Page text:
Today's Veterinary Business

JUN 2018

Today’s Veterinary Business provides information and resources designed to help veterinarians and office management improve the financial performance of their practices, allowing them to increase the level of patient care and client service.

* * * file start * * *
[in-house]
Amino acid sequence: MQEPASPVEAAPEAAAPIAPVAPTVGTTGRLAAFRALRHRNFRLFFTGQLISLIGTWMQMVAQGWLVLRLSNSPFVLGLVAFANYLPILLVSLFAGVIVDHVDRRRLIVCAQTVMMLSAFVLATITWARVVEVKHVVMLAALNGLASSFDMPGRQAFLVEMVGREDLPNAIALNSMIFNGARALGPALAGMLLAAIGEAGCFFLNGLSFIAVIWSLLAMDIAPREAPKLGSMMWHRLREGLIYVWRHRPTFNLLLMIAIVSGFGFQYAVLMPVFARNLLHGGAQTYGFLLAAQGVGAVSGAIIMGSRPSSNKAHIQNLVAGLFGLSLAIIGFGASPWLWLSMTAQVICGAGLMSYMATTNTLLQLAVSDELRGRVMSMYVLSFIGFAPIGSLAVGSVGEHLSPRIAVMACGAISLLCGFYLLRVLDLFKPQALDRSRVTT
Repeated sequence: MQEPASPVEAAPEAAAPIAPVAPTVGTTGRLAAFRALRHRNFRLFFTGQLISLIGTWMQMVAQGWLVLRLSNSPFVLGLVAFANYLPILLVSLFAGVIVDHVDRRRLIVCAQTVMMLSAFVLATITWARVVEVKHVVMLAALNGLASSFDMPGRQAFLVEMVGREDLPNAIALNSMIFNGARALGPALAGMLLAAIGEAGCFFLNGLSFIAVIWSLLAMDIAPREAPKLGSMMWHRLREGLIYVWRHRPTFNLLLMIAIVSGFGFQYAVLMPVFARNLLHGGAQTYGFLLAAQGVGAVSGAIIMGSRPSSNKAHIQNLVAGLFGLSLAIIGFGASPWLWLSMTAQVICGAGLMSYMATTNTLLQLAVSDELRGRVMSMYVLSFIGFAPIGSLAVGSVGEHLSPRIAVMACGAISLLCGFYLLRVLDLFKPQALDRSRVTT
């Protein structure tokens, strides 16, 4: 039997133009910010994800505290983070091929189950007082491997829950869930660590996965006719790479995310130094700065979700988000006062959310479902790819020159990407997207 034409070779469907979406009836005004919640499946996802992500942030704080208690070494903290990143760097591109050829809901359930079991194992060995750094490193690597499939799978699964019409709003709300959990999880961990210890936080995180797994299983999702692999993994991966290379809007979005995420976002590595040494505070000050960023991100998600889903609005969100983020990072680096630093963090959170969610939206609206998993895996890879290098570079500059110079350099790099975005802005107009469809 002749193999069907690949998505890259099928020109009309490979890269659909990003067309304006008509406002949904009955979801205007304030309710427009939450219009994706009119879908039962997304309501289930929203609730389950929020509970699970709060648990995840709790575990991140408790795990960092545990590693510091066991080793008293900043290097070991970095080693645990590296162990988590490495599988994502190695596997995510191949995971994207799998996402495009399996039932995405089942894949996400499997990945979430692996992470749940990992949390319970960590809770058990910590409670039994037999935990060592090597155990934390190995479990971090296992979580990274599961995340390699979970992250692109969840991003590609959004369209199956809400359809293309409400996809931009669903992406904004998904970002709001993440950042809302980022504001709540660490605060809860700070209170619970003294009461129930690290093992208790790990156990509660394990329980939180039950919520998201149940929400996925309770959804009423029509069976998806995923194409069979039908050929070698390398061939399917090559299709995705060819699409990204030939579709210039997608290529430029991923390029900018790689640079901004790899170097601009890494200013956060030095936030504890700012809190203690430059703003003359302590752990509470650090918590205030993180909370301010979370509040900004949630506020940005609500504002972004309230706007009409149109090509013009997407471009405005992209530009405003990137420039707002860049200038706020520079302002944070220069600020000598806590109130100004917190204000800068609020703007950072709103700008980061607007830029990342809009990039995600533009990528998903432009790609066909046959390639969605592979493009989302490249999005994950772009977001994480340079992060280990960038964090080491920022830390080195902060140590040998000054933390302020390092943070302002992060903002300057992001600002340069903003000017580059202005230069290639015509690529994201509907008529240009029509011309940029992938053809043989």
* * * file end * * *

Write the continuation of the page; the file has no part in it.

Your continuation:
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36 Today's Veterinary Business Communication • The millennial generation, also known as Generation Y, makes up about 29 percent of the U.S. population, having surpassed baby boomers, who are about 25 percent. Millennials were born from the early 1980s to mid-1990 and are approximately 25 to 39 years old. • According to the American Pet Products Association, Generation Y is the largest pet-owning demographic, at 35 percent of U.S. pet owners compared with baby boom- ers' 32 percent. • The market research firm Packaged Facts reported in early 2018 that pet owners ages 18 to 40 accounted for more than half of the growth in the pet owner population over the past decade. • Another research firm, Mintel, released a survey showing that three-fourths of Amer- icans in their 30s have dogs and 51 percent have cats, compared with 50 percent dog ownership and 35 percent cat ownership in the overall population. • Research sponsored by Merck found more male dog and cat owners among millennials than in previous generations. • At the end of 2017, the pet health insurance company Trupanion released a poll of 1,250 pet owners across the United States and Canada. The survey revealed that 40 percent of millennials had moved into a new home, condo or apartment in order to live in a more pet-friendly environment. Given the increase in the number of millennial pet owners, practice teams need to adopt com- munication strategies that engage this generation of clients. Here are three things to consider: Communicate and Connect While face-to-face interactions with the veterinary team and phone calls will always be relevant, millennials prefer to communicate via email and texting whenever possible. Most practices regularly use emails and text messaging to send client reminders and notifi- cations. But don't forget that email can be used to send lab results and educational resources. Another way to use texting and appeal to millennials is to send updates and photos of their pet. This might include short messages To help more pets get the care they deserve, veterinary teams need to respond to trends in pet ownership. One of the biggest involves millennial pet owners. Check out these statistics: Communication TALK THE TALK By Amanda L. Donnelly, DVM, MBA that their hospitalized pet is doing well, updates about a boarded pet and notifications when a prescrip- tion is ready. Social Media Having a strong presence on social media is necessary if you want to stay connected with millennial pet owners. Start with Facebook. While most practices have a busi- ness Facebook page, many times the page isn't used effectively to engage clients. If you post less than three times a week and most of your posts are about sharing sci- entific articles or cute photos, then you won't engage younger clients. Strive to be creative and per- sonal so you connect with follow- ers. Photos taken at your hospital are ideal. These might include showing the team in action with new equipment, a client's new pet, an interesting case or news about a team member's work anniversary. 1 2 Millennials are the largest pet-owning demographic and — listen here, practice owner — they value the latest communication tools. Why embrace Generation Y?

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